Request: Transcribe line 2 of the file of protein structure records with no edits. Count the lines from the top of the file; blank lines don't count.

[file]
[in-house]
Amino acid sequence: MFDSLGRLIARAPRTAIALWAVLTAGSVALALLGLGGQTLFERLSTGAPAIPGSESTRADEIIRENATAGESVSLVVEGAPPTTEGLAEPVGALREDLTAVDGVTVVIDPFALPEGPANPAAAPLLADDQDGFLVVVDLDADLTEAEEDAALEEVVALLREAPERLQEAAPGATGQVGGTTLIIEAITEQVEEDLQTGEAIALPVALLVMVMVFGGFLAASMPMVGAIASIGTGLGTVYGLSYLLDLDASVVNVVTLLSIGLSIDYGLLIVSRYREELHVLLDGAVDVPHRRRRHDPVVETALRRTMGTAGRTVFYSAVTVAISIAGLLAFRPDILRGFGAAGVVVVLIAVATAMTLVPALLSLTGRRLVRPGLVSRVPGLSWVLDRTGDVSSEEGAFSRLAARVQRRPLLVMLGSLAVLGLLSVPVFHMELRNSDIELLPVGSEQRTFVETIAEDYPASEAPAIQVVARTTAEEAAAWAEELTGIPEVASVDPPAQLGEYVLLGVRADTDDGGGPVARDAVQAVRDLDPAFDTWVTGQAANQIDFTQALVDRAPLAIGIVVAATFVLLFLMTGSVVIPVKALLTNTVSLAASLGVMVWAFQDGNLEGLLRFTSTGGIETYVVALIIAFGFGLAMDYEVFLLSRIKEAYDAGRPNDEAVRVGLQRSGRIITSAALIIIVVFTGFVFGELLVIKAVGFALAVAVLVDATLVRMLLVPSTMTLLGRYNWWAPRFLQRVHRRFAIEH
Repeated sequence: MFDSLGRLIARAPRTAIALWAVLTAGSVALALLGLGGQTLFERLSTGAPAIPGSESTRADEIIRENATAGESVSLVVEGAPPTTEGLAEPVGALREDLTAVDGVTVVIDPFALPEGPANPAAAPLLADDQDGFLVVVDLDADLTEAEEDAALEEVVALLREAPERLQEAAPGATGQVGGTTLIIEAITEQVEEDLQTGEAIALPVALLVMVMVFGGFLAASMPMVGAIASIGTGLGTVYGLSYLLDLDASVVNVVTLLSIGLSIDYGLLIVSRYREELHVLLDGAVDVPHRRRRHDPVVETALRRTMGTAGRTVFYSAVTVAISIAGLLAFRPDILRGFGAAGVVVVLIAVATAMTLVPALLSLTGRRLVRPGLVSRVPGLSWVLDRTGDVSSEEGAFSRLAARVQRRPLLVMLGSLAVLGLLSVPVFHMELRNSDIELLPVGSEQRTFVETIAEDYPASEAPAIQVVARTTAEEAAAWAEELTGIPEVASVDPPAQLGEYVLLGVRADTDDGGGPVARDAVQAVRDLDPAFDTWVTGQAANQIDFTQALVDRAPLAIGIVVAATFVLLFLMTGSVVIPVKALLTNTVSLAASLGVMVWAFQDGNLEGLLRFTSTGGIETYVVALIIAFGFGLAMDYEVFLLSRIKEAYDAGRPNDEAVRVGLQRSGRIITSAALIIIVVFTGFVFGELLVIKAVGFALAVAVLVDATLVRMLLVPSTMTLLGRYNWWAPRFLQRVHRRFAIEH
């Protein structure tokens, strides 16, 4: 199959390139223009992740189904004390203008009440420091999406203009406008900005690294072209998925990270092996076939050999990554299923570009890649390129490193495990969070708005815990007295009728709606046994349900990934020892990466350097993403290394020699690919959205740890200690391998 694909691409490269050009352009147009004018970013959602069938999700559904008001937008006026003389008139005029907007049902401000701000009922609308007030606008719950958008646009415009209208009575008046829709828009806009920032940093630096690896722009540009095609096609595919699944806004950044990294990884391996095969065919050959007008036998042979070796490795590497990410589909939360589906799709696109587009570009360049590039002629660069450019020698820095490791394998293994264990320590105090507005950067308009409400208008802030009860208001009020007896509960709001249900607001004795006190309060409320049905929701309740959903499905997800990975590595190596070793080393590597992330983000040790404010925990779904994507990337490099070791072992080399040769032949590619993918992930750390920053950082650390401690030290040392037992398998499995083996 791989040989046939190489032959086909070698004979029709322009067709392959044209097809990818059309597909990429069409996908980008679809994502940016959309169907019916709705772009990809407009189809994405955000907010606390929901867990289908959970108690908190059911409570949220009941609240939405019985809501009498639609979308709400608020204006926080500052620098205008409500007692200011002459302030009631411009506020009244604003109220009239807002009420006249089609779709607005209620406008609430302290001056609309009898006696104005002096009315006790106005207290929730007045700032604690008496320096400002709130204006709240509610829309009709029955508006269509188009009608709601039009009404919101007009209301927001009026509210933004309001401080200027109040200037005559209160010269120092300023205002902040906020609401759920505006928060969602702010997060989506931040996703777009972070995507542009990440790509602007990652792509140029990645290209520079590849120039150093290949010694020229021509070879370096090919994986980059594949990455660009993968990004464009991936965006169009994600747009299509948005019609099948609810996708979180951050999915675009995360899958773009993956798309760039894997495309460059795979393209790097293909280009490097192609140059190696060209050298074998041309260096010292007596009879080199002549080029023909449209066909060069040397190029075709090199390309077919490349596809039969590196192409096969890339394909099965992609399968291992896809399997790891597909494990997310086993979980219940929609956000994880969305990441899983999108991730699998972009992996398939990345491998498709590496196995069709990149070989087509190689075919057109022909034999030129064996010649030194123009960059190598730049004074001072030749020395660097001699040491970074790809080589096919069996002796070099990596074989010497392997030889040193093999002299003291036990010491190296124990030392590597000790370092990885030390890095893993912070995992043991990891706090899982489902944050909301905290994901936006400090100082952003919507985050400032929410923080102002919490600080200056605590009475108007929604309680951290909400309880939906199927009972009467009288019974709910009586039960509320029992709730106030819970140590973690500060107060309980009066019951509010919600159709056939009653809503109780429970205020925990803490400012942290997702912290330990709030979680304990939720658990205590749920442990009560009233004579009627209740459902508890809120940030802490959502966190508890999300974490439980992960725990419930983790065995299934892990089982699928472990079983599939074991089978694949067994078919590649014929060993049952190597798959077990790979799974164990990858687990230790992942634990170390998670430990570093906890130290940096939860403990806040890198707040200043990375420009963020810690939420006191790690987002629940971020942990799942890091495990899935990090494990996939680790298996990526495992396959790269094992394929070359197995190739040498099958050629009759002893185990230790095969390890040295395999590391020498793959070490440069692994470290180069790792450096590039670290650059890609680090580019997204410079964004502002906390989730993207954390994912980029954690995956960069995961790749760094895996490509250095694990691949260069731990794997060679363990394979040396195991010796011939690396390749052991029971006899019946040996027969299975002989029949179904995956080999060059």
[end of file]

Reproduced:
Amino acid sequence: MFDSLGRLIARAPRTAIALWAVLTAGSVALALLGLGGQTLFERLSTGAPAIPGSESTRADEIIRENATAGESVSLVVEGAPPTTEGLAEPVGALREDLTAVDGVTVVIDPFALPEGPANPAAAPLLADDQDGFLVVVDLDADLTEAEEDAALEEVVALLREAPERLQEAAPGATGQVGGTTLIIEAITEQVEEDLQTGEAIALPVALLVMVMVFGGFLAASMPMVGAIASIGTGLGTVYGLSYLLDLDASVVNVVTLLSIGLSIDYGLLIVSRYREELHVLLDGAVDVPHRRRRHDPVVETALRRTMGTAGRTVFYSAVTVAISIAGLLAFRPDILRGFGAAGVVVVLIAVATAMTLVPALLSLTGRRLVRPGLVSRVPGLSWVLDRTGDVSSEEGAFSRLAARVQRRPLLVMLGSLAVLGLLSVPVFHMELRNSDIELLPVGSEQRTFVETIAEDYPASEAPAIQVVARTTAEEAAAWAEELTGIPEVASVDPPAQLGEYVLLGVRADTDDGGGPVARDAVQAVRDLDPAFDTWVTGQAANQIDFTQALVDRAPLAIGIVVAATFVLLFLMTGSVVIPVKALLTNTVSLAASLGVMVWAFQDGNLEGLLRFTSTGGIETYVVALIIAFGFGLAMDYEVFLLSRIKEAYDAGRPNDEAVRVGLQRSGRIITSAALIIIVVFTGFVFGELLVIKAVGFALAVAVLVDATLVRMLLVPSTMTLLGRYNWWAPRFLQRVHRRFAIEH